Bible Contradictions: A Primer
by D. Adams March 23, 2007
by D. Adams March 23, 2007
Are There Bible Contradictions?
Most Christians are aware of the claims skeptics espouse about apparent Bible contradictions. However, are these contradiction claims valid? The first thing to recognize is that the Bible has 40 authors spanning of a period of 1500 years. We need to realize that during this elapse of time we often find different cultural settings. The Bible is a work of progressive revelation, not an instant compilation. With 40 authors, the literary forms and writing styles will vary. Within these two themes, it's important for the reader to understand the need for a study in ANE (Ancient Near East) culture, historical-grammatical method of interpretation, etymology (word study) and literary forms just to name a few.
The critical error is made by the skeptic when s/he uses only one verse, and then takes another verse elsewhere in the Bible to make the contradiction seem valid. This would be the equivalent of taking an elliptical (partial quote) statement and juxtapose (side by side comparison) it with another elliptical statement either from the same author or another author writing on a similar topic. The context is found within the chapter, not necessarily the verse. Let’s look at a projected contradiction and work through the passage systematically.
Acts 20:35 "In everything I did, I showed you that by this kind of hard work we must help the weak, remembering the words the Lord Jesus himself said: 'It is more blessed to give than to receive.'"
The skeptic makes claim that this quote from Jesus cannot be found in the Bible. Although this verse is similar to Matt 10:8 “Service and generosity should be abundant” no other verse can be found where Jesus made this statement. First, we have to remember the culture. The culture at that time was mostly composed of oral tradition, and floating traditions that are called agrapha. The term “agraphon” is defined as a saying that was not written down in the canonical gospels. This can be just one of the dangers with anyone adhering to the “Solo Scriptura” approach to theology. Solo Scriptura means scripture alone, without the need, or use of traditions. This is not to be confused with Sola Scriptura—which allows tradition, and outside sources to find truth about the scriptures or Christianity.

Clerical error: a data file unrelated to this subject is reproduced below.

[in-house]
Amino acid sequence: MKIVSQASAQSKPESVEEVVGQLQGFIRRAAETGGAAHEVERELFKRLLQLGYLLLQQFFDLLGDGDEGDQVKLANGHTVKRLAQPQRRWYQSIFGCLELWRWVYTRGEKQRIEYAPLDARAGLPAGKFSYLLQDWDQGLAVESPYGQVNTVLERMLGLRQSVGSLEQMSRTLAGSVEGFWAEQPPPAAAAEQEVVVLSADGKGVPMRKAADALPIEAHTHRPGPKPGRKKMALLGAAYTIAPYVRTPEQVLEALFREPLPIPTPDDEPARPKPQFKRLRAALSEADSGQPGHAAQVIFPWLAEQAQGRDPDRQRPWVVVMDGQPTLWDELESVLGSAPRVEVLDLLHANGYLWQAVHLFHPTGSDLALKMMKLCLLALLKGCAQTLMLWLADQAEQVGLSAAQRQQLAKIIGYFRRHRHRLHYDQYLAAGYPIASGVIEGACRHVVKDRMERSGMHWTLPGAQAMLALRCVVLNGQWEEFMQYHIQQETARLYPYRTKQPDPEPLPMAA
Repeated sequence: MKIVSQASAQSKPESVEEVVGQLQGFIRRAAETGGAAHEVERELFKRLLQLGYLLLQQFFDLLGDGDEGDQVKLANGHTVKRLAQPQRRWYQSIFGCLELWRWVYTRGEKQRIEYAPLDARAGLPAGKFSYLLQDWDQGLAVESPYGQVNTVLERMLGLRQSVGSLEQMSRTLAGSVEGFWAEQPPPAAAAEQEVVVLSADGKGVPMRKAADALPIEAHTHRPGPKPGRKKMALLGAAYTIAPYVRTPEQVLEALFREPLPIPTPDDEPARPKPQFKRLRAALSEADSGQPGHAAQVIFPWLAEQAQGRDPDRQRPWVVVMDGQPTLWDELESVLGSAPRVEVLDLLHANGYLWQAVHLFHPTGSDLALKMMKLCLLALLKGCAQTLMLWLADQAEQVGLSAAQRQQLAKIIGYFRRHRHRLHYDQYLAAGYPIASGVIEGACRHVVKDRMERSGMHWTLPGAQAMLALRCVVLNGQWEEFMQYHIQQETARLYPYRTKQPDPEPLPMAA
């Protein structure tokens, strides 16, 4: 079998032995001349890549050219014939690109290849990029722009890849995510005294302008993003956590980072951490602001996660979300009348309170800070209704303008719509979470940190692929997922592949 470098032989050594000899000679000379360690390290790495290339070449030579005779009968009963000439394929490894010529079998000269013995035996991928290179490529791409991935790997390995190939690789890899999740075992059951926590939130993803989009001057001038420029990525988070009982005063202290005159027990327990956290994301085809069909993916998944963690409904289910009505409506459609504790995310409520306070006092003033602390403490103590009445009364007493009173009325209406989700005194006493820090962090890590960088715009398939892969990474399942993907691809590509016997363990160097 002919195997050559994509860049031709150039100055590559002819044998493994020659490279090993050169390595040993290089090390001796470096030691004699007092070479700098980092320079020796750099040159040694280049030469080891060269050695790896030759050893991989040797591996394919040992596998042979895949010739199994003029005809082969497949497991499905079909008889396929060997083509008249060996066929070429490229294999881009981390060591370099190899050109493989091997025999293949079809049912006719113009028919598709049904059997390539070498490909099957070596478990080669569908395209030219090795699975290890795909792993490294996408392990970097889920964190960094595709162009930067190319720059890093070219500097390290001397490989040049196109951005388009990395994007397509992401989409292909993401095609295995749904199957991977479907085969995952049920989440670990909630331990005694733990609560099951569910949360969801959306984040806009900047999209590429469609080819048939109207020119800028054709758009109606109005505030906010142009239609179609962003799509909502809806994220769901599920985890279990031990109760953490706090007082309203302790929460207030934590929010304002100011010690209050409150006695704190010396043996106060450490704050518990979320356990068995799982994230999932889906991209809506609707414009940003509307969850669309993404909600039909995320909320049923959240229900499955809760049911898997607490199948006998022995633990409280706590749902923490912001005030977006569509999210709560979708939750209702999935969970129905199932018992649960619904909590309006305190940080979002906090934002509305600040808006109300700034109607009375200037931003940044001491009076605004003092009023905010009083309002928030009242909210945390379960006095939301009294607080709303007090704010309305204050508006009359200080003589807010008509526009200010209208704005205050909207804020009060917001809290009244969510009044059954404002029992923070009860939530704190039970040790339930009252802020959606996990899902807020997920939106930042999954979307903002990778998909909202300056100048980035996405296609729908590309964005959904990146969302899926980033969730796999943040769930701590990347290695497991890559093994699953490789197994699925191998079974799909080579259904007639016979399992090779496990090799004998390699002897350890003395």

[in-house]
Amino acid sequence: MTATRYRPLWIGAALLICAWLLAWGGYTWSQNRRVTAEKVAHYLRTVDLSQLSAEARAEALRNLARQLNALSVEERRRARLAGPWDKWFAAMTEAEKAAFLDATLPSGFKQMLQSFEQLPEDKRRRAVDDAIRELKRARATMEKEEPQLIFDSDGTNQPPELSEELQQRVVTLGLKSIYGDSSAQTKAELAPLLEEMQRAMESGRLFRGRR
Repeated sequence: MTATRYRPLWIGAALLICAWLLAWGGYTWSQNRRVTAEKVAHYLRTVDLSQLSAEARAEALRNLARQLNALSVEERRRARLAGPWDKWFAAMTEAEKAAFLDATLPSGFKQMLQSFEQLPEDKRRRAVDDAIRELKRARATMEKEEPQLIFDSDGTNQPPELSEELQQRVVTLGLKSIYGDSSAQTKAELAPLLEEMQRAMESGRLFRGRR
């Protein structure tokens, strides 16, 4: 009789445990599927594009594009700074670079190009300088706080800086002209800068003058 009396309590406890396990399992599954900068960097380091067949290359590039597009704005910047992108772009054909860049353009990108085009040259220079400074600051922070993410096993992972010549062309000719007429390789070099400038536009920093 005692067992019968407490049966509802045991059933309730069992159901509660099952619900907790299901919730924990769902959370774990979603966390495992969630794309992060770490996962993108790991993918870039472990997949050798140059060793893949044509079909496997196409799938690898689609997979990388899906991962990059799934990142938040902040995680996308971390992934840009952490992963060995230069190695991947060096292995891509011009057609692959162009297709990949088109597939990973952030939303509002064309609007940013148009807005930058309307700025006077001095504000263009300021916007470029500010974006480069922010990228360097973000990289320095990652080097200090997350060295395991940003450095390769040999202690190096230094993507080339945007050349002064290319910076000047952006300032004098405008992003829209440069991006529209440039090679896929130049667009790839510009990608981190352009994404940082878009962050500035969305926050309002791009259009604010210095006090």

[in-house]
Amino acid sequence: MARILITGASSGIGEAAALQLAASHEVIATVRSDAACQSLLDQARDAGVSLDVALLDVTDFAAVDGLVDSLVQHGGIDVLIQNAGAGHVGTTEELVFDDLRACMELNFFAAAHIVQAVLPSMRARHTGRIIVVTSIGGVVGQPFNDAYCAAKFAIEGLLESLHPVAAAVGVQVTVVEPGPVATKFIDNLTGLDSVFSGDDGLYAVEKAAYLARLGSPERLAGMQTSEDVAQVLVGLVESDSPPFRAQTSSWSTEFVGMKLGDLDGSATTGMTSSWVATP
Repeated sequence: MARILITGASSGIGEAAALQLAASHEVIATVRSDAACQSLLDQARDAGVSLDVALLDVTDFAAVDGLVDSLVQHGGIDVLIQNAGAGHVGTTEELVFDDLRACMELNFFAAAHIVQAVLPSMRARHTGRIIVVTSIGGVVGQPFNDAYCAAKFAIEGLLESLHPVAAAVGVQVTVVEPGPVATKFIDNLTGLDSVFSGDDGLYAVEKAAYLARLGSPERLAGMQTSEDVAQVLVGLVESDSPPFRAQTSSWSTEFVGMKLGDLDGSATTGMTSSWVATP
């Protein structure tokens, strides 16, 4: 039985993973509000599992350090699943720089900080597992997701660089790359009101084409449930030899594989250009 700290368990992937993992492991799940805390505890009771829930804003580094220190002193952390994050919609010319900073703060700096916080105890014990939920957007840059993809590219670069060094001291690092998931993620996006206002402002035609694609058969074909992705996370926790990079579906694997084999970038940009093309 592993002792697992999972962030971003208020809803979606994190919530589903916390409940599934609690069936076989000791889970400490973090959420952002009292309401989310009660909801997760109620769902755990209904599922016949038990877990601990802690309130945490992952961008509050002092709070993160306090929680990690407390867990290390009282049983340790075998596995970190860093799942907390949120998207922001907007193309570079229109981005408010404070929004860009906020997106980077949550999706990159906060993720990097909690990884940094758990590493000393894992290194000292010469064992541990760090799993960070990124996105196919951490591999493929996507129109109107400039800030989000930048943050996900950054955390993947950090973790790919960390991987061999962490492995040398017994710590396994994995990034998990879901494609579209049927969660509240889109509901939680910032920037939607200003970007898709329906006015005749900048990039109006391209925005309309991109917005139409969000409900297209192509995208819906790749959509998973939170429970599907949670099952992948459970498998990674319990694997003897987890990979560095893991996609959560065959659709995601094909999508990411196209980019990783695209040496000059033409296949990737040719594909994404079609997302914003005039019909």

This is a fine example of the importance of the study of ANE cultures. If you are a history buff, the Bible will keep you busy for a life-time of diligent studies. For every question or objection raised by the critics, or skeptics there is an answer to be found. I highly recommend visiting the Tektonics website for all of your difficult verses, or Biblical studies. You can find the website at: http://www.tektonics.org
Here is a list of importance when addressing scripture:
- Study the chapter—not an isolated verse
- Study the author and his use of literary forms
- Find the meaning of the author—do not assume an interpretation
- Look at the context of the chapter, who is this spoken to
- Study the culture and time setting—make use of their surroundings
- Make use of commentaries
- Use Lexicons to decipher Greek and Hebrew terms (crosswalk.com)
- Find parallel verses on the subject (Use of Concordances)
- The Bible is translated from other languages
- Words have more than one meaning—study the surrounding context
The list is not exhaustive but it will give you some of the guidelines that need to be addressed before the contradiction can be made valid. Just as a real estate agent will tell you the most important selling point is location, location, location, the most important thing for us to remember is context, context, and context. If you have not obtained the E-Sword e-Bible I highly recommend downloading this program. It offers different translations, lexicon, dictionary, commentaries, and study notes. You can find this free program at: http://www.e-sword.net/
If you enjoy critical study of the texts I highly recommend picking up a version of the NET Bible from bible.org. This Bible has 60,932 notes (textual critic, and study notes). I recommend this Bible translation for anyone studying theology, or wanting a more critical approach to the scriptures.
As Christians we approach the Bible for our source of authority, while using a historical-grammatical methodology, or a systematic theological process approach to scripture interpretations. We also should utilize various sources of extra-Biblical writings from early Church fathers, up to modern day theologians, Bible commentaries, lexicons, and authors for inspiration or insight. The Church appellations, creeds, or denominational beliefs are not always our source of authority--they merely summarize our beliefs. Scripture should be the delimiting source in determining the foundation and articulation of our beliefs.
In closing, the critic or skeptic may offer an apparent contradiction—however the question arises, did they really find a contradiction?